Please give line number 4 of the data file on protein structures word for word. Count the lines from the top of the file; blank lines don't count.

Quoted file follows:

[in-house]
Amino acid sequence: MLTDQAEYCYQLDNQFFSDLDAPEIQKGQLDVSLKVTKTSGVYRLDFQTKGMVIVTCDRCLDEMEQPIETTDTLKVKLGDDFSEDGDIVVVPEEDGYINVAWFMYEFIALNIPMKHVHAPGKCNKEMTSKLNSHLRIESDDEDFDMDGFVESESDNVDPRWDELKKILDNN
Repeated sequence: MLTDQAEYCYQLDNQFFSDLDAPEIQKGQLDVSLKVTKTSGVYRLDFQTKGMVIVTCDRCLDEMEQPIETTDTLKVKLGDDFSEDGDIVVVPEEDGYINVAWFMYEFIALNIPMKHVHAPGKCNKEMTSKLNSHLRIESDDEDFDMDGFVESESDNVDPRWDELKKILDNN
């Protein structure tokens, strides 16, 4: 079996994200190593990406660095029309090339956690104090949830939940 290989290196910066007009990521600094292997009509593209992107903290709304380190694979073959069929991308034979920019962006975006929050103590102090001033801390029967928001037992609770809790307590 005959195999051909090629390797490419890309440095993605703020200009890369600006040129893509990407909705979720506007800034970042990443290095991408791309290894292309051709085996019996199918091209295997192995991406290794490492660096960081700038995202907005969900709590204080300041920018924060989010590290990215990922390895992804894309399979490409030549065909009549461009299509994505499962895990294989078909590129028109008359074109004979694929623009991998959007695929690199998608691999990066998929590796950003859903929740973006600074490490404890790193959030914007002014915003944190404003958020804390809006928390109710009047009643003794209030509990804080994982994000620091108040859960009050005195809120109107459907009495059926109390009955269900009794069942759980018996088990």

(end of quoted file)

């Protein structure tokens, strides 16, 4: 079996994200190593990406660095029309090339956690104090949830939940 290989290196910066007009990521600094292997009509593209992107903290709304380190694979073959069929991308034979920019962006975006929050103590102090001033801390029967928001037992609770809790307590 005959195999051909090629390797490419890309440095993605703020200009890369600006040129893509990407909705979720506007800034970042990443290095991408791309290894292309051709085996019996199918091209295997192995991406290794490492660096960081700038995202907005969900709590204080300041920018924060989010590290990215990922390895992804894309399979490409030549065909009549461009299509994505499962895990294989078909590129028109008359074109004979694929623009991998959007695929690199998608691999990066998929590796950003859903929740973006600074490490404890790193959030914007002014915003944190404003958020804390809006928390109710009047009643003794209030509990804080994982994000620091108040859960009050005195809120109107459907009495059926109390009955269900009794069942759980018996088990």